Reports of businesses experiencing ‘severe difficulty’ adapting to new rules have emerged after trade between Britain and Ireland slumped by 50 per cent in the first month of 2021.
New figures from the Irish Government show trade volumes on key routes between the two countries dropped significantly in January, with just 17,500 freight vehicles arriving in Ireland on 390 ferries.
Meanwhile, freight volumes on routes to mainland Europe from Ireland were up 100 per cent as a number of new direct services and routes to European ports come on stream allowing hauliers to bypass Britain.
In a statement, the Irish government said departments and state agencies recognised the new trading arrangements with Great Britain represented the biggest change for trade and businesses in almost 50 years.
A spokesperson said: “While many are successfully continuing to trade with Great Britain, mainly as a result of their levels of preparation ahead of December 31, some businesses, large and small, are having great difficulty, in difficulty, adapting to the new system of controls.”
Three out of five manufacturing firms are said to be suffering “significant” disruption because of border delays since the start of the year.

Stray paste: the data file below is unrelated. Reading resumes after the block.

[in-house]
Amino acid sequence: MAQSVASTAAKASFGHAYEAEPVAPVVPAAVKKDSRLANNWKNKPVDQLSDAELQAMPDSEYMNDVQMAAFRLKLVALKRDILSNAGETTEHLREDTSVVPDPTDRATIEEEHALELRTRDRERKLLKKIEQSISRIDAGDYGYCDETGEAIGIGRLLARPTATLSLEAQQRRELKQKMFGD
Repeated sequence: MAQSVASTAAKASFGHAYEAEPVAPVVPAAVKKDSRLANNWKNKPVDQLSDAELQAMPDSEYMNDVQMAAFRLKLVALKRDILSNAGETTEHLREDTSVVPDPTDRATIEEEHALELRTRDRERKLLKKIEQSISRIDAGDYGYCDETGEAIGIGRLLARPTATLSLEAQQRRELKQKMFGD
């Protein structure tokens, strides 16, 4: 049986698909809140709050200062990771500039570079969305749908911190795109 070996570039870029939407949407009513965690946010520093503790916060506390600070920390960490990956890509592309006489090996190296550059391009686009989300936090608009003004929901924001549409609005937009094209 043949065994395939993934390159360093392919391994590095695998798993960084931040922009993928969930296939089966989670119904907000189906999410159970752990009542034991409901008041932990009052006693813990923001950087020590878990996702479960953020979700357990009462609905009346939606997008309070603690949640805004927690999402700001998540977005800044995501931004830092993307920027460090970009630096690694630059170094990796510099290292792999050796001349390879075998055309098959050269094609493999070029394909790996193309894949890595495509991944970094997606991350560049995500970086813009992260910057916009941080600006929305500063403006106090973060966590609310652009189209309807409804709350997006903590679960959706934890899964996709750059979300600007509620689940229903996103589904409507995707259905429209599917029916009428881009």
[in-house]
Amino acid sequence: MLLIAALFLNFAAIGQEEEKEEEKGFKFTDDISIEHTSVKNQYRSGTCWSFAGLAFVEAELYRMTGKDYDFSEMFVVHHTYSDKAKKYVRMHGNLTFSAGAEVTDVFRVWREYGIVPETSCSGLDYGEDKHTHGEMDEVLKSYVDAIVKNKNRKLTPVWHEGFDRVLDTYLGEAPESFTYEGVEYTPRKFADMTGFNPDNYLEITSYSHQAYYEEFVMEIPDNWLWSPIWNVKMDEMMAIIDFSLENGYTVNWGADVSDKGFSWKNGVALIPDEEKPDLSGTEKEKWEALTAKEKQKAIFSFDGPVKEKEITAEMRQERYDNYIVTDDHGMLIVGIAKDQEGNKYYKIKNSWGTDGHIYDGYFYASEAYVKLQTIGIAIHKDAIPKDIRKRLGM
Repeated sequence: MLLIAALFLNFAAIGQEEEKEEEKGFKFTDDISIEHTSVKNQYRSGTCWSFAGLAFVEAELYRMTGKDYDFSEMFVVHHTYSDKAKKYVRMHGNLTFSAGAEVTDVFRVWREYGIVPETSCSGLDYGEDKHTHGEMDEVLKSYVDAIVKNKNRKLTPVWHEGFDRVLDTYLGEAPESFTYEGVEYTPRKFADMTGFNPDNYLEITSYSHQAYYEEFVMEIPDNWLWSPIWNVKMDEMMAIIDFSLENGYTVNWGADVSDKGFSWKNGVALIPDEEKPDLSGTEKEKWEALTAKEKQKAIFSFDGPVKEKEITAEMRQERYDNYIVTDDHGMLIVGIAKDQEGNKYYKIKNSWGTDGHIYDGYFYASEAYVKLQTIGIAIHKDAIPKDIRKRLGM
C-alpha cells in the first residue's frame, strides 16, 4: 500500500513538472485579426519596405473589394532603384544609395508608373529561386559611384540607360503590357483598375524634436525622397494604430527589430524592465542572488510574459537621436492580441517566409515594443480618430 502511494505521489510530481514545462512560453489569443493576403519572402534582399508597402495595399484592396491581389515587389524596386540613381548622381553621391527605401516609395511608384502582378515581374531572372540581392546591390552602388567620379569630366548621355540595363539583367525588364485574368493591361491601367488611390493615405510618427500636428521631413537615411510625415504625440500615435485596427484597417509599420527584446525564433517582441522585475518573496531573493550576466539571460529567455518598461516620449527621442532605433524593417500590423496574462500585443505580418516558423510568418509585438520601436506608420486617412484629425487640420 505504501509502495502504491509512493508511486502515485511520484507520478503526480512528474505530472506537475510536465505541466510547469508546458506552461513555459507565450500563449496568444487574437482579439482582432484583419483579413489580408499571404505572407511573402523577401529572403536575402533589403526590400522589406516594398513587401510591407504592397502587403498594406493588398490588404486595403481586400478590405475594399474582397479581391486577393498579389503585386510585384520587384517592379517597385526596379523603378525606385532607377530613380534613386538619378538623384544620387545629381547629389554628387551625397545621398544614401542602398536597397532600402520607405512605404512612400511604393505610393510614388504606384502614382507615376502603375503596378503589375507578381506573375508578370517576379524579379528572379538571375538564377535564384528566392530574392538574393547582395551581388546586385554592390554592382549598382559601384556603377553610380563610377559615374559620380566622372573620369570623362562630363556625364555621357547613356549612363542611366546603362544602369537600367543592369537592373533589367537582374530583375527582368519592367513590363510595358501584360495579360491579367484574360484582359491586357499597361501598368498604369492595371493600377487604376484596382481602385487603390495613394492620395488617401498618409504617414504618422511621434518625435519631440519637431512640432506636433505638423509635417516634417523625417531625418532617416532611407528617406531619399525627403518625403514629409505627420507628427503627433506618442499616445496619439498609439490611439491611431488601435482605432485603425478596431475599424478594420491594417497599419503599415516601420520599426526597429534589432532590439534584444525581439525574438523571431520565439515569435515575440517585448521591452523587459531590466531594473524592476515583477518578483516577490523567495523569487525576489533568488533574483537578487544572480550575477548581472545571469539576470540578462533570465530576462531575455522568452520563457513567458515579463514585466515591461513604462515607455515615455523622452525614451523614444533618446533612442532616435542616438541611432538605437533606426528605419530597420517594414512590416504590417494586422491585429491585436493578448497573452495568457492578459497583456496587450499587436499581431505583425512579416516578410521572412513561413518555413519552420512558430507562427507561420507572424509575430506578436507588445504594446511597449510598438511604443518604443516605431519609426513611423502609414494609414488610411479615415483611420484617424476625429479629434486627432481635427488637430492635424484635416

Make UK called on the Government to find an urgent solution to the problem, which it said has been caused by complex paperwork.
A survey of almost 200 firms by the manufacturing organisation found that three out of five were being hit by supply chain disruption, either importing or exporting to and from the EU.
Companies were also struggling to prove the UK origin of their goods in order to qualify for zero tariff access, said the report.
“The increase in paperwork and red tape at the borders has led to substantial delays for trucks, with many left stranded across the continent because of incorrect paperwork,” it noted.
“Many businesses have already taken the hard decision to put a hold on importing and exporting from the EU in a hope that things improve, but this is having a serious commercial impact on companies already struggling to survive the current Covid crisis.”
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